Fiction: “Nerve” by Dick Francis

NerveNote from the Future
I started writing this entry on Sunday, April 14. Being a Mainer, I have incredibly close ties with the wonderful city of Boston. I have family and friends who live in that city, and the idea of taking something as pure and fun as the Boston Marathon and turning it into a scene of terror and heartache is unconscionable. So, please just note that this entry may sound disjointed after about halfway through, and also note that Boston is like, the second-worst city to mess with (New York obviously being the first). We will find who did this and there will be no mercy, count on that.

Okay. Back to our regularly scheduled programming.

I’m currently experiencing a tinge of Book ADD. I was (and actually, still am) in the middle of reading two romance novels that weren’t truly holding their interest when I finished reading Cat on a Hot Tin Roof, and I quickly needed to find something else that would work as a Lunch Break Book. My morning pretty much went like this:

SHIT I need something to read! But none of my books are interesting me! What can — no Grisham — I — OH LET ME JUST GRAB THIS *yoink*

As I (think I’ve) said before, I have read all of Dick Francis’s mystery novels over the course of my life. Now I’m just re-reading them. Nerve was … my second? Third? I know I read Banker first, and Twice Shy was another early read … I know Nerve was high on that list, because I think it may be one of the first novels of his ever published? *scampers off to Wikipedia* Wow. According to that bastion of knowledge, Nerve was the second novel published. Yay for being right!

Nerve‘s jockey is Rob Finn. Finn’s new to the jockeying world, relatively, and pretty much makes his living riding horses that ‘real’ jockeys wouldn’t take. Now, I could digress into a whole conversation about ‘amateur jockeys’ versus ‘professional jockeys,’ but I’m not going to. Suffice to say that Finn is a professional jockey, as he gets paid for riding the horses, but he’s the low jockey on the winner’s pole. So instead of saying ‘real’ jockeys up there, maybe I should have said ‘better’ jockeys.

Anyway. Nerve begins when one of Finn’s jockey friends kills himself after a race. At the racetrack. In front of everyone. Yeah, it’s weird.

And then more friends get hit with bad luck: one guy loses his job because, honest to god, cars keep blocking the road he lives on with no way to get around them. (Oh, PS – this book was written in the early ’60s, before cell phones and actual roads in Britain. SORRY BRITS but you know it’s most likely true?) Another jockey gets super pissed and starts losing races.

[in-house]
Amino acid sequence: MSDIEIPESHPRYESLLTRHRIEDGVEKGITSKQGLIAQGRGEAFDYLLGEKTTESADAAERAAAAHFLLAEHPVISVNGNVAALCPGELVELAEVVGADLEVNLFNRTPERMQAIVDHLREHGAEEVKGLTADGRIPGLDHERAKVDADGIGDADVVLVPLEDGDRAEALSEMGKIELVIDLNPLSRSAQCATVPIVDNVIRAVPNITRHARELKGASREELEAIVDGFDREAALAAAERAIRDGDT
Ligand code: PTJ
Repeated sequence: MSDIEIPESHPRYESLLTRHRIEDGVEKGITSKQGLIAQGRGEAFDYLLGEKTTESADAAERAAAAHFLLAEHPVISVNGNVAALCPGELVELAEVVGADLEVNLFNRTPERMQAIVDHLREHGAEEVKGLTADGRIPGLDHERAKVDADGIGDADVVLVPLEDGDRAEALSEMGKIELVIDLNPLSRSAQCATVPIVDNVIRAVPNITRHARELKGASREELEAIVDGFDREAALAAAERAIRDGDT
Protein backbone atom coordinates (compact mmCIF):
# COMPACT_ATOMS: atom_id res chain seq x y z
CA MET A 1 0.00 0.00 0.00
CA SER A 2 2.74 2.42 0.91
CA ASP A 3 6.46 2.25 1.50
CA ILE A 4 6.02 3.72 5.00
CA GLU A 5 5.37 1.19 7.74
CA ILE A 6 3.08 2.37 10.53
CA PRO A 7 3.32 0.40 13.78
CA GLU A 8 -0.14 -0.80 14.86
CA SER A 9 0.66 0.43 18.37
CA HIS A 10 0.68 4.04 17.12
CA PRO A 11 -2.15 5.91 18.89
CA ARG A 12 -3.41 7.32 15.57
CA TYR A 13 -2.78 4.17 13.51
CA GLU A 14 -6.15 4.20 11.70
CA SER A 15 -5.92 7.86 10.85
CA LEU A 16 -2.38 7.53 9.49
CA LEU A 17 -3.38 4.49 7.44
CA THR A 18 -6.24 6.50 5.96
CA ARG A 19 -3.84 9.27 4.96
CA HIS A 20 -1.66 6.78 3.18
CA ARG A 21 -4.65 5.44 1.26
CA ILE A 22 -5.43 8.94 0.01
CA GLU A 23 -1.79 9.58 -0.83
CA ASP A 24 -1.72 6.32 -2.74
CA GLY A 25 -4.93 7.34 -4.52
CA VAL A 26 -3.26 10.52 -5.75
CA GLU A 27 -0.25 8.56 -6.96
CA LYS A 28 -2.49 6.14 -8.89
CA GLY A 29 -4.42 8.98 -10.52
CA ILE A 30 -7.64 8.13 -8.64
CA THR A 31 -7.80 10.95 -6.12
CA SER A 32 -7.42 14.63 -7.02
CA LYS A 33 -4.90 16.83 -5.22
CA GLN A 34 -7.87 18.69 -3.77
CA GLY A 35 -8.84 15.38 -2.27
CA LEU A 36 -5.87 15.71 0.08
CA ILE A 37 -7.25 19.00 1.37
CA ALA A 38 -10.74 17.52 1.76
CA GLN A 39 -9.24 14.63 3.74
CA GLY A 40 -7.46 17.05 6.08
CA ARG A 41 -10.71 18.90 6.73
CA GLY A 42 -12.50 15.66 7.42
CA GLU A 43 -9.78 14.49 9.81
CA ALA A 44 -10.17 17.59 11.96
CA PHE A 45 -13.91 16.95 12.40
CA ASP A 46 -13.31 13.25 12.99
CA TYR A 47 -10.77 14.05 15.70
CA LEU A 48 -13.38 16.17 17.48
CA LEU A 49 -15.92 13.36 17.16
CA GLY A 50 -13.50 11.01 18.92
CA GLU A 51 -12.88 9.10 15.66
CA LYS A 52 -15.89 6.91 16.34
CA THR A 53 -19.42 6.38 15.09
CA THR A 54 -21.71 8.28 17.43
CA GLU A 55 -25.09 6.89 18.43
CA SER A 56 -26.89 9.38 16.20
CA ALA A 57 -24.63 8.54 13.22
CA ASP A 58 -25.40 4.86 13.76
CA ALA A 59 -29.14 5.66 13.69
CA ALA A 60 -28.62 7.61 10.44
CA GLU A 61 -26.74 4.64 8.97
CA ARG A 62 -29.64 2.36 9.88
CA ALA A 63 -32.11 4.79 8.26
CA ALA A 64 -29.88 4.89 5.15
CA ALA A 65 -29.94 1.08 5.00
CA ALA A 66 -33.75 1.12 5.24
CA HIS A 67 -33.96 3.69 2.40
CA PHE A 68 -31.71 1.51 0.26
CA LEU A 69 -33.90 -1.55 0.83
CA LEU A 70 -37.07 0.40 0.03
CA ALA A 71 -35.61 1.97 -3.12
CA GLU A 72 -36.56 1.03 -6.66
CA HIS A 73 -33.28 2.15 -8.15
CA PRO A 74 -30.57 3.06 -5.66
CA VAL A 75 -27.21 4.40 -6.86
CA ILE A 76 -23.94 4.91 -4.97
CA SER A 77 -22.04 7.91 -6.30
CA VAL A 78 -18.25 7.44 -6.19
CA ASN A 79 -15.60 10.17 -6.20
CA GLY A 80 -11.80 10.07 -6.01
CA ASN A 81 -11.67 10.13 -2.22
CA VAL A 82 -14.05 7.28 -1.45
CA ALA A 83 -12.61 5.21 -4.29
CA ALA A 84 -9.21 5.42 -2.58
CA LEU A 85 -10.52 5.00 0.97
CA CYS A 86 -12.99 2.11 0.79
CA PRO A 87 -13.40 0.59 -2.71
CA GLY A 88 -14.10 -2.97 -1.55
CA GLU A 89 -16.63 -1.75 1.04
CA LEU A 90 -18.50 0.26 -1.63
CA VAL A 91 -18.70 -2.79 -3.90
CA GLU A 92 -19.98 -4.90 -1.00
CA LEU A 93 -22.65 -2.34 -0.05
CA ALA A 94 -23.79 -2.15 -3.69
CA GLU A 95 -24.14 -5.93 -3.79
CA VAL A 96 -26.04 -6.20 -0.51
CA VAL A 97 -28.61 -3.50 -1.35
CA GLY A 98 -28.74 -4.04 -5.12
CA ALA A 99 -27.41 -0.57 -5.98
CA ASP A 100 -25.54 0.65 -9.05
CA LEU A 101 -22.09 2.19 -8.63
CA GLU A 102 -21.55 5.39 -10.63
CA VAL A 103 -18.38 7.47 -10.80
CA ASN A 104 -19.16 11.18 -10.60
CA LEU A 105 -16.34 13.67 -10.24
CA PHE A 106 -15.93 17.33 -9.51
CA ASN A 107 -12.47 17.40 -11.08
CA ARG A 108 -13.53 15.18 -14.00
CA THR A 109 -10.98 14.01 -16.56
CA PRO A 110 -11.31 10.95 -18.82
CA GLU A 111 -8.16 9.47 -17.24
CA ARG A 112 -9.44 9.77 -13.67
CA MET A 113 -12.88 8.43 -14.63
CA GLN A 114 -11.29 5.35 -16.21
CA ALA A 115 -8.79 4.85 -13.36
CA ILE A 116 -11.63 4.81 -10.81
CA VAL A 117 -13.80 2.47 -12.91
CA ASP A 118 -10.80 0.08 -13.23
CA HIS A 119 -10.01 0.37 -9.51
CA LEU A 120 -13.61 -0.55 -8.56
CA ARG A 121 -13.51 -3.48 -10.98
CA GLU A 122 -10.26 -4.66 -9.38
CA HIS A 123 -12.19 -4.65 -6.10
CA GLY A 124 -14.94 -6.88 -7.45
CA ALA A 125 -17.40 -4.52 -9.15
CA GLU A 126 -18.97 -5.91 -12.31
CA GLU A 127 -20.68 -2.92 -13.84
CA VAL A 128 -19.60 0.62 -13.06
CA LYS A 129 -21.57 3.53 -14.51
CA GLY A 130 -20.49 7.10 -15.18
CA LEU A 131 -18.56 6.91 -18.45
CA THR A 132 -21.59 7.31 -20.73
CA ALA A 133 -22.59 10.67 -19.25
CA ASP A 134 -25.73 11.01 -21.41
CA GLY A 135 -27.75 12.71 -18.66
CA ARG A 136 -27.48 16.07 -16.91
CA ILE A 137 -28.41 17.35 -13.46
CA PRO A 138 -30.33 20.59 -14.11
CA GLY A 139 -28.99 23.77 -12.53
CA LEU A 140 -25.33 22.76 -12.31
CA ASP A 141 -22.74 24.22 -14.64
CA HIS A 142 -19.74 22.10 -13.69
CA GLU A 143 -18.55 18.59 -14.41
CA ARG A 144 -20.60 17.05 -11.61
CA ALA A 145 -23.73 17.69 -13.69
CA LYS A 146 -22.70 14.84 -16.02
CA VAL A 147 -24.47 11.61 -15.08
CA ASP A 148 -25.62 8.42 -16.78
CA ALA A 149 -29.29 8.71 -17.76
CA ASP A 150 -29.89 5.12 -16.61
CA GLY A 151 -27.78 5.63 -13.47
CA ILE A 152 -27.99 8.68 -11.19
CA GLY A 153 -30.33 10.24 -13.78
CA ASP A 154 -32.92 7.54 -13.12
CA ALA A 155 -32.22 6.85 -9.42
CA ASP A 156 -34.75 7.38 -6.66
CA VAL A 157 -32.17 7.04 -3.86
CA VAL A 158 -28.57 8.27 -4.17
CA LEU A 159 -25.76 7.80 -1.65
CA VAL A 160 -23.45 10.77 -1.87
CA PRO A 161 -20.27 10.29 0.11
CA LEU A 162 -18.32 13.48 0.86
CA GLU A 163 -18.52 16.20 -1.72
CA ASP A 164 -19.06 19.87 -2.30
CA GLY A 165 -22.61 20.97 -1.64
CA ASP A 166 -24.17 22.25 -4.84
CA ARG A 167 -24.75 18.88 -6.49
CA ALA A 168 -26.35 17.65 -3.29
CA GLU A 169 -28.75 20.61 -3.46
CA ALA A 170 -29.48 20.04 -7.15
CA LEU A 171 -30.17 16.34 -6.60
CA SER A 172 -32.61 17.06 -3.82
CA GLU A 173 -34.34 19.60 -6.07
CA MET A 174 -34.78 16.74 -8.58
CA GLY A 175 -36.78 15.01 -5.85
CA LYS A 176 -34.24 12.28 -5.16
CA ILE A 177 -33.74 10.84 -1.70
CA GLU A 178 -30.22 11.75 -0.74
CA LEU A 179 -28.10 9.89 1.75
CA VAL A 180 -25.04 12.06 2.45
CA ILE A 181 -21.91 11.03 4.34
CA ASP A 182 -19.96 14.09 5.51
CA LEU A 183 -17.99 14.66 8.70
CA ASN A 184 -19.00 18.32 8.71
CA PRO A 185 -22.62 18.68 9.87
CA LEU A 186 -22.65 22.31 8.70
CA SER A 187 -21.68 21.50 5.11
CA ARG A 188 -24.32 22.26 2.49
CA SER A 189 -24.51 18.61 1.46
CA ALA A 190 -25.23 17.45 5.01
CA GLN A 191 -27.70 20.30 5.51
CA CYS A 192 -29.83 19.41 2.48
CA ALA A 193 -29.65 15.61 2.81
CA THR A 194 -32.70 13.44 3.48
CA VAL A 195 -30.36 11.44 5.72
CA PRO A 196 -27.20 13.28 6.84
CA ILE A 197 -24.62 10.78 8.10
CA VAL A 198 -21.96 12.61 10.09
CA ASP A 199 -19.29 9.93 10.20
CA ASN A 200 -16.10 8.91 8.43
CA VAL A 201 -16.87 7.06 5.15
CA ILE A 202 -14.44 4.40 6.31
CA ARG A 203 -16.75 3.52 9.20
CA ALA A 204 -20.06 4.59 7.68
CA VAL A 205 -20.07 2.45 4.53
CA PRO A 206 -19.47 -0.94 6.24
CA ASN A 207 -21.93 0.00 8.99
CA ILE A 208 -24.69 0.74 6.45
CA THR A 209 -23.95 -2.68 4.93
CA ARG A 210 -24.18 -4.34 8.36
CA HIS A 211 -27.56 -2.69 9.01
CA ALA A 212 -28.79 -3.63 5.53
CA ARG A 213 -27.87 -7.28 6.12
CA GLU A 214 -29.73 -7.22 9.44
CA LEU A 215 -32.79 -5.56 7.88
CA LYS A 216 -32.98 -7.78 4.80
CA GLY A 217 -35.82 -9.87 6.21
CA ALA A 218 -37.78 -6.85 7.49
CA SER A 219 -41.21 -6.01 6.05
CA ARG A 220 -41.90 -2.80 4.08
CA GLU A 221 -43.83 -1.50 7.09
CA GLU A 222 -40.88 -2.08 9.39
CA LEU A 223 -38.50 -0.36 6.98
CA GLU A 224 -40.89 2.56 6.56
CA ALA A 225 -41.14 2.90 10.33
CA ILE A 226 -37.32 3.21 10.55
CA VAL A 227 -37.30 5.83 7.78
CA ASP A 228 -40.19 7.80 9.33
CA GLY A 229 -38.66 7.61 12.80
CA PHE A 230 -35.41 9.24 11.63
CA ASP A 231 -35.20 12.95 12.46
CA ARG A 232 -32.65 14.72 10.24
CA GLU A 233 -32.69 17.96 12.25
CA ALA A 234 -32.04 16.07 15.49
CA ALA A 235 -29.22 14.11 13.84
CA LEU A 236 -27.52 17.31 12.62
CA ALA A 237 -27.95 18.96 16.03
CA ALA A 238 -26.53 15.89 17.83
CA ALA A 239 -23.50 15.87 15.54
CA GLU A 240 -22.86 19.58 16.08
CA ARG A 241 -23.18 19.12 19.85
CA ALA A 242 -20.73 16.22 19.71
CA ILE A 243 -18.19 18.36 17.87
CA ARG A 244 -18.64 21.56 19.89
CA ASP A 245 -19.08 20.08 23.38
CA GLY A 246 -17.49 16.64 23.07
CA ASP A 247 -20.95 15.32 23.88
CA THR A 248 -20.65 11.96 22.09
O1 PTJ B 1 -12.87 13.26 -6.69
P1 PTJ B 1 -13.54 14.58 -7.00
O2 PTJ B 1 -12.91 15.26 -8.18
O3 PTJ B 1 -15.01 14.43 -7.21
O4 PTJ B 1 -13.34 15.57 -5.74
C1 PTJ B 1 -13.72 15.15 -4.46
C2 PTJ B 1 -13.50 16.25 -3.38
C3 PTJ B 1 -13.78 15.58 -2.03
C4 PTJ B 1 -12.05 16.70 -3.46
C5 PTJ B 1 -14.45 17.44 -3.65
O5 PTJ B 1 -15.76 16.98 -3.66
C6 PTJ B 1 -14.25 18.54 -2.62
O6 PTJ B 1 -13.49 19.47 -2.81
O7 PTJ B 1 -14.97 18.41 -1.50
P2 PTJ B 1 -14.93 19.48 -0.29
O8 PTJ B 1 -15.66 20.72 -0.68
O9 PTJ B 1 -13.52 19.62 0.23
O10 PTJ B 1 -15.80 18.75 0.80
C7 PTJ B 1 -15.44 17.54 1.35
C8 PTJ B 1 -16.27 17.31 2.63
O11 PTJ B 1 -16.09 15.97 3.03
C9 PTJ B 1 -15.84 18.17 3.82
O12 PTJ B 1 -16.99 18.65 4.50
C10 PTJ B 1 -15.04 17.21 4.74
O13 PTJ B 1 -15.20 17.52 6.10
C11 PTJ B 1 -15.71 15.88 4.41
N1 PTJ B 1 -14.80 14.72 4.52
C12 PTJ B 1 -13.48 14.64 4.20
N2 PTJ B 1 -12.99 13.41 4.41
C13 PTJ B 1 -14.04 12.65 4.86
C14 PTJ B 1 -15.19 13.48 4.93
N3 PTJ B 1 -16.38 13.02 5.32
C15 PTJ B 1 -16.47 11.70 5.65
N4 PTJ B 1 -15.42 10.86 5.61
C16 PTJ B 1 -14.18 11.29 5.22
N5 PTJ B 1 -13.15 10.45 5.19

As for Finn, he ends up picking up some races when another friend breaks his leg, and now Finn is a winner. Like, he’s got a hot streak going. Which only causes more anger coming from Angry!Jockey.

Until one day, Finn’s horse takes a fall and Finn becomes slightly concussed. Once he gets back on the literal horse, however, the horses don’t run as fast. They don’t respond to his prods or his kicks, and all of a sudden, Golden Boy Finn is now constantly coming in last.

I’m not going to give the mystery away, other than telling you that the losing of Finn’s nerve (Significance of Title, BOOM) is not a result of his concussion and something much more sinister. The book’s a good read, and it has clearly been a while since I read it, because I did not remember any of the plot.

Speaking of plots and things I didn’t remember, I should mention that there should be a trigger warning on this book, though (luckily) not for violence: Finn is in love with Joanna. Joanna is his first cousin – their fathers are brothers. I … I am not sure how that makes it less icky, but apparently (back in the sixties) it wasn’t considered incest, and it probably isn’t according to the definition of the word, but I don’t know if I moved my dictionary last year and I don’t want that search to be stored in my browser history. While the entire relationship throughout the book is platonic, it is an emotion that Finn (and Joanna) struggle with, so if that stuff weirds you out, I thought you should know. Because I care.

SPEAKING OF CARING. Now that I’ve sort of got your attention. In addition to That’s What She Read, I also run another blog, Movies Alaina’s Never Seen. And I’ve started thinking about ways to either make the blogs better, or to do different things with them… either way, I’m seeking feedback and I’d love as many people to participate as possible. So far I have two responses, and one of them is my sister. While her point is absolutely valid, one cannot analyze data and make cohesive decisions with only two points of data.

If you have a few seconds, please take my feedback survey. It’s only ten questions, and even if you don’t read either of these blogs routinely (or at all — maybe you found me doing a Google Image search or something), I’d greatly appreciate any and all possible feedback. Thanks so much!

Grade for Nerve: 3.5 stars

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